Saturday, October 5, 2013

Funerals at Former Churches

I spent the last part of the week hearing about the decline and death of a member at the church to which I belonged before I changed to my current church,  I was not particularly close to the member, but she did remind me of my grandmother, with her intense Carolina accent, her clothes, the food she brought to pot luck dinners.

The funeral is next week, and there's been some Facebook chat about who will make her banana pudding.  I don't like banana pudding, but I still feel some pangs.

Someone should write a book about the etiquette involved in changing churches.  Someone should write that book, but it won't be me.  But if a book existed, I'd want there to be a chapter on deciding whether or not to go to funerals.  If I'm not currently part of the church community, but I was, should I go?  If I feel a bit of sadness at the loss of a member who was an essential part of a Sunday School class I taught long ago, should I go?  Would I be welcome or is it better not to risk upsetting people who still don't understand why I switched churches?

And yes, I do understand that it's not about me at all, that most people will not even have any of these thoughts flit across their minds.

Truth be told, I have trouble knowing when to attend funerals, whether it's at current churches or former churches.  I'm lucky in that the only people I've lost so far have been older family members.  My friends at churches past and present are still living.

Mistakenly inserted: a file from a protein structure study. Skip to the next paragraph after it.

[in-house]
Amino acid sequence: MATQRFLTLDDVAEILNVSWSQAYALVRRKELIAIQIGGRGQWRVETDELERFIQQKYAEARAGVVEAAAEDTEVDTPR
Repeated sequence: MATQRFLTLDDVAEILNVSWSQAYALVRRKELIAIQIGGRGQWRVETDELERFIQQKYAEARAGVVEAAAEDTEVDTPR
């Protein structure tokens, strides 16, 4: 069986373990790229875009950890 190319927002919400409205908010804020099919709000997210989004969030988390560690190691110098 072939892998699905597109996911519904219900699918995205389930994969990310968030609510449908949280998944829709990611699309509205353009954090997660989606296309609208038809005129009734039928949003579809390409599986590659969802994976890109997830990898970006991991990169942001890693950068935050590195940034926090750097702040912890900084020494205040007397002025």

Sometimes I feel I should go to the funerals of older church members as a matter of respect.  Other times, I suspect it doesn't really matter to the family.  Often the family members aren't even there:  the church service is for the church and community members who knew the member while the church member lived down here, far away from family.

I've written before about funerals and their effect on me, most recently in this post.  I like the recalibrating effect of funerals with their reminder that we're not here very long.  But I will probably not go to the funeral at my former church.

What I'd really like is not a funeral, per se, but more ways to connect, and reconnect, to other area Lutherans.  We've done a bit with joint projects; my favorite was a music event for youth held at my former church (see this post for more).

What I'd really like is a way to live in closer community with fellow believers.  I'd like to have regular meals together, not just receptions when one of us dies or monthly pot luck dinners:  those events often feel more hectic to me, with less opportunity for deep conversation, or conversation of any kind.

Closer community--that's a subject worth writing a book about.

1 comment:

Robin said...

If I hear about them and am able, I always go to the funerals of people who were important to me, regardless of where they are. Now that I'm a pastor, I would not go to the funeral of a member in a former church -- not that I have a former church yet -- but I switched from a UMC church to a Presby church many years ago and always maintained cordial relationships and in some cases very close friendships with the folks in my former church. In fact, I went to an event there last week-end and was greeted with a warm hug from the pastor.

I think that in most cases it means a great deal to family members if you go to a funeral or at least to the calling hours beforehand. Even if the funeral follows a sudden tragedy and the family seems almost catatonic, they will read the guest books later and be grateful to a degree you may never know.